In recent years, three-dimensional (3D) printing has seen rapid growth both in commercial and home-use contexts, based at least partially on the expiration of earlier 3D printing patents and, relatedly, more low-cost 3D printing options. 3D printing is a process for creating solid 3D objects using any suitable material, including plastics, rubbers, and metals. 3D printers utilize digital models (e.g., via computer-aided design (CAD) files) as the basis for printing particular objects. Digital models relating to almost any conceivable object are often easily accessible either via the Internet, or via 3D printers capable of scanning (and reproducing) such objects (e.g., a toy). The ease with which businesses and individuals alike can create essentially any object — including objects protected by intellectual property (IP) — without any authorization has led to a number of potential IP issues in the realms of trademarks, patents, and copyrights.
For example, trademarks comprise words, symbols, designs, phrases, and so forth that distinguish the source of particular goods/services from those of other sources. As such, counterfeit goods, which can often be fairly easily reproduced using 3D printing, are particularly problematic for trademark owners, as the counterfeits may confuse the general public regarding the source of the counterfeit goods.
In response, trademark holders can take a number of actions. Most importantly, trademark holders are advised to file federal trademark registrations on all marks. Among other things, a federal trademark registration provides an exclusive right to use the registered mark for the registrant, prevents any defense of good faith adoption or use of the mark by a third party after the registration date, provides priority throughout the United States as of the registration’s filing date, provides a statutory presumption of validity of the mark, provides the right to sue in federal court, and can provide the right to statutory damages with respect to counterfeiting.
However, once a mark has been federally registered, the mark must be properly used by the owner. Proper use includes monitoring the marketplace for confusingly similar marks used by third parties. Accordingly, such monitoring may be increasingly important in light of the current environment and the ease with which third parties may use 3D printing to create counterfeits or other items having confusingly similar marks.
Patent owners may be similarly advised to vigilantly monitor the marketplace for infringing 3D-printed products. Patents provide owners of a patented invention an exclusive right to prevent others from making, using, selling, offering for sale, and importing the patented invention, which generally means that the responsibility for identifying infringers lies with the patent owner. With respect to 3D printing, such identification, and further enforcement, may often be difficult. For instance, it may be essentially impossible for patent owners to identify individuals that are infringing 3D-printed patented inventions for home use. However, with respect to third parties using 3D printing to infringe patented inventions in a commercial context, patent owners would be advised to actively monitor the marketplace. Notably, patent owners may monitor the marketplace both for infringers, as well as inducers of infringement (e.g., websites hosting infringing digital models). However, patent owners must be aware that inducement of patent infringement requires that the inducer have actual knowledge of the infringed patent, which can be difficult to prove at times.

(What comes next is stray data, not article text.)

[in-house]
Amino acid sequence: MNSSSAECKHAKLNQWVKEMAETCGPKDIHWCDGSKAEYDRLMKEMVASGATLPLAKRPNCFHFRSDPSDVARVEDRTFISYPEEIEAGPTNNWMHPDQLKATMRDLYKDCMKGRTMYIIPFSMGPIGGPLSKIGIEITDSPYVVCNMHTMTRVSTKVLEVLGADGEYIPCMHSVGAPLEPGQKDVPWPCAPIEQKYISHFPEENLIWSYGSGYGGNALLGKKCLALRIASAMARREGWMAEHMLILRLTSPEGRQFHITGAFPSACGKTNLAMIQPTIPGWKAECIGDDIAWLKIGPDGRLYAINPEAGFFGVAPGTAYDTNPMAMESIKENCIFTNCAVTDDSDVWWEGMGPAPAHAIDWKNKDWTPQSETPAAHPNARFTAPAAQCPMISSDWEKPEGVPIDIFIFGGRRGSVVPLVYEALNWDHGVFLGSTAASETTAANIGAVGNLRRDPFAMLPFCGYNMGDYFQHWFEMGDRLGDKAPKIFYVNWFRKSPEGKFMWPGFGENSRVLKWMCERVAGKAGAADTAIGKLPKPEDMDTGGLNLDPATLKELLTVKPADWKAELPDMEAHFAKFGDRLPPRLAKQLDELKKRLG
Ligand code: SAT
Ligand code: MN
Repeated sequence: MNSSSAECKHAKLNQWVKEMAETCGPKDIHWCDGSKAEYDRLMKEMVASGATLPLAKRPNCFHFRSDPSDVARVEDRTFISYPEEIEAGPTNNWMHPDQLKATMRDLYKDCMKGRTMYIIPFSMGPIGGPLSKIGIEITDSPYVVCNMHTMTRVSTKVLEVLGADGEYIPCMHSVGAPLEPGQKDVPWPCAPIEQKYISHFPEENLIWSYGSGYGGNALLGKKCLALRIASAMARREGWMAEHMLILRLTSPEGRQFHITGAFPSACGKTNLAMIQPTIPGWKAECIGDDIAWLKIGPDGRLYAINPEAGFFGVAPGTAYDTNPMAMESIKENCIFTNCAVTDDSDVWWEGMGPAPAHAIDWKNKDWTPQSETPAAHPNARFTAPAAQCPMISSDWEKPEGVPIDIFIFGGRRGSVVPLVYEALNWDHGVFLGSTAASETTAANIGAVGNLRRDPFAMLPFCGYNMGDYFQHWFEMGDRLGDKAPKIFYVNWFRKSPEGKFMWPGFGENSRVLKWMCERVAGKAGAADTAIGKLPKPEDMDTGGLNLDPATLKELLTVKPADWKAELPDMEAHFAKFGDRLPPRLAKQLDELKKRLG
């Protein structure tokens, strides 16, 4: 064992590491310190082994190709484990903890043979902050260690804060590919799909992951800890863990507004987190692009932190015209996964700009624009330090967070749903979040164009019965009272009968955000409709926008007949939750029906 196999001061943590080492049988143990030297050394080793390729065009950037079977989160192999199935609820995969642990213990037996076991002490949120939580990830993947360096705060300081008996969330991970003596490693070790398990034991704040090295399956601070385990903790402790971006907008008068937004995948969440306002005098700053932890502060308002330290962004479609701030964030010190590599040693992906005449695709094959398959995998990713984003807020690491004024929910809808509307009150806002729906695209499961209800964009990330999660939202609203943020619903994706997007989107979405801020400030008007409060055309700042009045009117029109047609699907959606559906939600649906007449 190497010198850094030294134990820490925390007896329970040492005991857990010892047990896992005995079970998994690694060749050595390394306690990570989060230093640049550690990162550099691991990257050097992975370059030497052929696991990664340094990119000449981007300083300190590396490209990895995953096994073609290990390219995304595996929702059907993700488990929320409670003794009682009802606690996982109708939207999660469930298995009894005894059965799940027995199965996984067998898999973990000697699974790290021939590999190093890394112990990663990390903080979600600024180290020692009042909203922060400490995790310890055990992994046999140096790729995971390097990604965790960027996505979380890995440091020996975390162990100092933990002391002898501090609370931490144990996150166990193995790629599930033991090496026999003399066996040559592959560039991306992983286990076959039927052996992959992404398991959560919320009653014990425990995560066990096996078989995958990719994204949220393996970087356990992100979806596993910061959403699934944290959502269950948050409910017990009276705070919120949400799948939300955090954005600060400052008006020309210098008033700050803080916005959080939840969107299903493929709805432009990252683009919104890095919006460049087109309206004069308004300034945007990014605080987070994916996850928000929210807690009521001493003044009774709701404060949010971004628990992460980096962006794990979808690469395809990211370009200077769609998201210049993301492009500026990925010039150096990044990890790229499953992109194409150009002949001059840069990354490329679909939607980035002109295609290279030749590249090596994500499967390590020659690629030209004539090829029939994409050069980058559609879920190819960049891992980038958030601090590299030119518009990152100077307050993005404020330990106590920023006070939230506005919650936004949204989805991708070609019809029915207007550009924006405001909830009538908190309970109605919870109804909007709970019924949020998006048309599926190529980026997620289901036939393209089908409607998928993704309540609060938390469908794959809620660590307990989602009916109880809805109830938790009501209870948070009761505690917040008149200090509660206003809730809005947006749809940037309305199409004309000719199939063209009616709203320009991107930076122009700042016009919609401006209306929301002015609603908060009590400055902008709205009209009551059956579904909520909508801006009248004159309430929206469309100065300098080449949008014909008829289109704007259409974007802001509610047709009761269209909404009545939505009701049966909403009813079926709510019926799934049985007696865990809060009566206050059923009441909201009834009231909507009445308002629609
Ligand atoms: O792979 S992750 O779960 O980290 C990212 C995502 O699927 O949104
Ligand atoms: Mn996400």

Copyrights relate to original works of authorship that are fixed in any tangible medium of expression. Among other things, copyrights provide the owner of a copyright with the exclusive right to reproduce the copyrighted work, the right to prepare derivative works of the copyrighted work, and the right to distribute copies of the copyrighted work. With respect to copyrights, the most relevant 3D printing issues relate to designs (e.g., toys, models, and so forth) and digital models (e.g., CAD files) that are used by 3D printers to produce 3D objects.
As implied, digital models may be protected by copyright. In such cases, the copyright owner has the right to prevent others from distributing (e.g., via the Internet) the copyrighted digital models. Notably, the Digital Millennium Copyright Act (DMCA), which heightens penalties for copyright infringement on the Internet, may be utilized by copyright owners in protecting copyrights and enforcing takedowns of infringing works (e.g., digital models). Again, monitoring for infringing works and enforcing copyrighted works (e.g., requesting websites to takedown copyrighted digital files) is strongly recommended. Of note, however, is the cooperative approach that some businesses are taking. For instance, in 2014, Hasbro, owners of My Little Pony, announced a partnership with Shapeways, a 3D printing marketplace, that allows for fans to create art based on My Little Pony. The outcome of such approaches may be of particular interest to copyright owners attempting to create innovative copyright strategies.